Kids at this age are sensitive to criticism and blame, and may find it difficult to accept responsibility. Parents can help by taking responsibility for their own actions, as well as regarding mistakes (their children’s and their own) as opportunities to learn, rather than as personal failures.
Tweens (10-12 years old)
Tweens experience many changes in a short period of time. Their bodies are rapidly developing as they enter puberty. They need to adjust from being the oldest in elementary school to the youngest in middle school, and to having an increased amount of schoolwork and other responsibilities.
A main target for marketers, many tweens are introduced to violence, sex, drugs, and other negative influences through the media. It’s critical to have ongoing discussions with tweens about these topics and teach them to be safe and responsible when using technology. It’s also a good idea to monitor their overall media use and enable parental controls whenever possible.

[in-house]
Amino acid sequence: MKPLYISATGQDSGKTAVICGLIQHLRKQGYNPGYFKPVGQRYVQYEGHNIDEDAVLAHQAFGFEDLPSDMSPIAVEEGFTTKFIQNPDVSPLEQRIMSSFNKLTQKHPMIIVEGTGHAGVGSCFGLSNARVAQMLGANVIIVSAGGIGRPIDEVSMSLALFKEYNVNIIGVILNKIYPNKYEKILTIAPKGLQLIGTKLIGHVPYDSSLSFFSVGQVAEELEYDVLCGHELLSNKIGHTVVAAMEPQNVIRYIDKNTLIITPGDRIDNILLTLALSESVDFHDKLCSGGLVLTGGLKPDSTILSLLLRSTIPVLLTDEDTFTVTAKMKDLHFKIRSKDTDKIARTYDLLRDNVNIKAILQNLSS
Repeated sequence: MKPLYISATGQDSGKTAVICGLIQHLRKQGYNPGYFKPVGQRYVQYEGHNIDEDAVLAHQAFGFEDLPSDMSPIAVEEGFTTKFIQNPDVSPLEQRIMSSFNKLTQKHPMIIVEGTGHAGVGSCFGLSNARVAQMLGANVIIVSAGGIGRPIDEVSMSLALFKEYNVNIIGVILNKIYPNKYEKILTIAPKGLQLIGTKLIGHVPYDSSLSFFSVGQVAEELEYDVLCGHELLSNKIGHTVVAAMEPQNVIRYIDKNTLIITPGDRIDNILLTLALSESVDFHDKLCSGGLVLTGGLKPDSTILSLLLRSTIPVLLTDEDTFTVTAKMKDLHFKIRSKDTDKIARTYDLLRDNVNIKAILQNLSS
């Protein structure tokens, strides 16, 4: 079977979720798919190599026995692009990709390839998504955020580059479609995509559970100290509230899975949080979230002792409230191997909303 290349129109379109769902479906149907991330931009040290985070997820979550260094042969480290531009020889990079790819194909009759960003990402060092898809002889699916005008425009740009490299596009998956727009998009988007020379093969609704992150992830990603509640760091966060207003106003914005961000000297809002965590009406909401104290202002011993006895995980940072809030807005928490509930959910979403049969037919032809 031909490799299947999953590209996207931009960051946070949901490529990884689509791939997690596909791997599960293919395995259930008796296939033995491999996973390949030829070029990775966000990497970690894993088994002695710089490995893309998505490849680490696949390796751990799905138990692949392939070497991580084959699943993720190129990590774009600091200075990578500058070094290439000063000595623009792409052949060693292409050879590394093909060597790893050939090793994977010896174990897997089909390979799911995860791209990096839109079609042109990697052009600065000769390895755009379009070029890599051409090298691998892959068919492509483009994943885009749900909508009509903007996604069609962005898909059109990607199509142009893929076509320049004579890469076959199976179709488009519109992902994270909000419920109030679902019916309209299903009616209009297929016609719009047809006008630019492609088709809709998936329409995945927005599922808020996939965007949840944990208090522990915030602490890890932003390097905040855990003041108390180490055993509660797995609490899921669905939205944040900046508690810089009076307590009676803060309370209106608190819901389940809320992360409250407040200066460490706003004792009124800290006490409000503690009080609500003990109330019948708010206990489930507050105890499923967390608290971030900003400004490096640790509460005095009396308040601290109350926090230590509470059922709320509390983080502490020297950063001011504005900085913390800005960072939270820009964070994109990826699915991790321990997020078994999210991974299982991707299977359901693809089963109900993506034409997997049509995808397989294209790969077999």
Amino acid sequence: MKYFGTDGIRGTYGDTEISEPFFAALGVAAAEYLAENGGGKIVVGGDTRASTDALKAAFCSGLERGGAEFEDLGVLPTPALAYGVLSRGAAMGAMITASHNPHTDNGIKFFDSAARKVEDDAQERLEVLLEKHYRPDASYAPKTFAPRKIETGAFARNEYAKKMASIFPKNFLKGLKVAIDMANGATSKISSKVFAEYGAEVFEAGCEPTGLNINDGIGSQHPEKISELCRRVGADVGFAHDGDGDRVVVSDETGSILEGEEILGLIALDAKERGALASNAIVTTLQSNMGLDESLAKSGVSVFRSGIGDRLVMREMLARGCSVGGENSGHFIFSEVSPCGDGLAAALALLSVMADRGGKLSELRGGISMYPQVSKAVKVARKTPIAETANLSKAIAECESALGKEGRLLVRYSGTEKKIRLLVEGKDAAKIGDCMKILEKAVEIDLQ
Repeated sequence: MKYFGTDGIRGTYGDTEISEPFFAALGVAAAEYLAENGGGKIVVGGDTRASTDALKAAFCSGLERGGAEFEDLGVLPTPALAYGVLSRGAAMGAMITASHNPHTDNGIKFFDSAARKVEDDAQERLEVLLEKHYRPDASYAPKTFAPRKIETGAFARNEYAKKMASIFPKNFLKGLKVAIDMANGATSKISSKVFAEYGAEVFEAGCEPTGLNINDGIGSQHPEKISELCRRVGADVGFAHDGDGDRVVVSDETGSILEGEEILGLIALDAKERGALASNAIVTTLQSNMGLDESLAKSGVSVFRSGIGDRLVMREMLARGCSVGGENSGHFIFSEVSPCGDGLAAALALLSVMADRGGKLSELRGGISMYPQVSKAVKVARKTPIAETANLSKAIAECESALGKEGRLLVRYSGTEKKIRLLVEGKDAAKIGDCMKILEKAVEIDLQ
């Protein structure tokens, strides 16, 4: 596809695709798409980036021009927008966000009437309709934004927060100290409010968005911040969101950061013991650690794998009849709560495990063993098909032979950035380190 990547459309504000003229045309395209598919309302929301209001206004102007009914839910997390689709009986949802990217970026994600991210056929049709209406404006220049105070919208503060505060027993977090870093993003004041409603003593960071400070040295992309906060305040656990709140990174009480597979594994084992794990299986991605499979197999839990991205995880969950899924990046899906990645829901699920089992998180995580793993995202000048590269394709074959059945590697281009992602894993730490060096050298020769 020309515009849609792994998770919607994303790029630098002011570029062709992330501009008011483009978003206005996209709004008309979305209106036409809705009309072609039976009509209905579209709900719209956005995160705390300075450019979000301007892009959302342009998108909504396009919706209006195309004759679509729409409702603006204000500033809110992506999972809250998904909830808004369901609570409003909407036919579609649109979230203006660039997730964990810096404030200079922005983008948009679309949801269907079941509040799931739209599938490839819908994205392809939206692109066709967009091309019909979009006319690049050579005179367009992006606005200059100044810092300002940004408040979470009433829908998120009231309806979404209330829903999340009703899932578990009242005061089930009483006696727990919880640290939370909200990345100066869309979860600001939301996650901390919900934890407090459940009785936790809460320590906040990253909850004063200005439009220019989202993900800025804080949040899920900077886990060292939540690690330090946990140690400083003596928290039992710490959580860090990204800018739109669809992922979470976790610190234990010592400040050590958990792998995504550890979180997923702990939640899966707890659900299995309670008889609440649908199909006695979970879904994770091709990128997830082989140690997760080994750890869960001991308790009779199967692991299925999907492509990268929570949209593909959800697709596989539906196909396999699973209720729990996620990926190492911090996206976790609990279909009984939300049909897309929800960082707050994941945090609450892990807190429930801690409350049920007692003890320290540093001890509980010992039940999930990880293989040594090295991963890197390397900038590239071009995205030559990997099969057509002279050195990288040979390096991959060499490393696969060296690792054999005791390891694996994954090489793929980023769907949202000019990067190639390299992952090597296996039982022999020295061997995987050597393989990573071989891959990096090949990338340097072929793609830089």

During this time of transitioning from a child at play to a teenager, tweens often shift between being friendly and hostile. They resent being told what to do and can be dramatic. Try not to overreact or get pulled into arguments. Respect their privacy and provide plenty of personal space.
Tweens become more self-conscious as their peers take on more importance. They may try to project their feelings of inadequacy onto you. Don’t take it personally or get defensive when your tween criticizes your style of dress, for example. Instead, have a conversation about what she thinks her style says about her.
Teens (13-19 years old)
Everyone knows that adolescence can be challenging. Teens struggle with issues around dependence and independence as they establish their own identities. They experiment with different peer groups, explore issues of sexuality, and start to identify their own values and interests.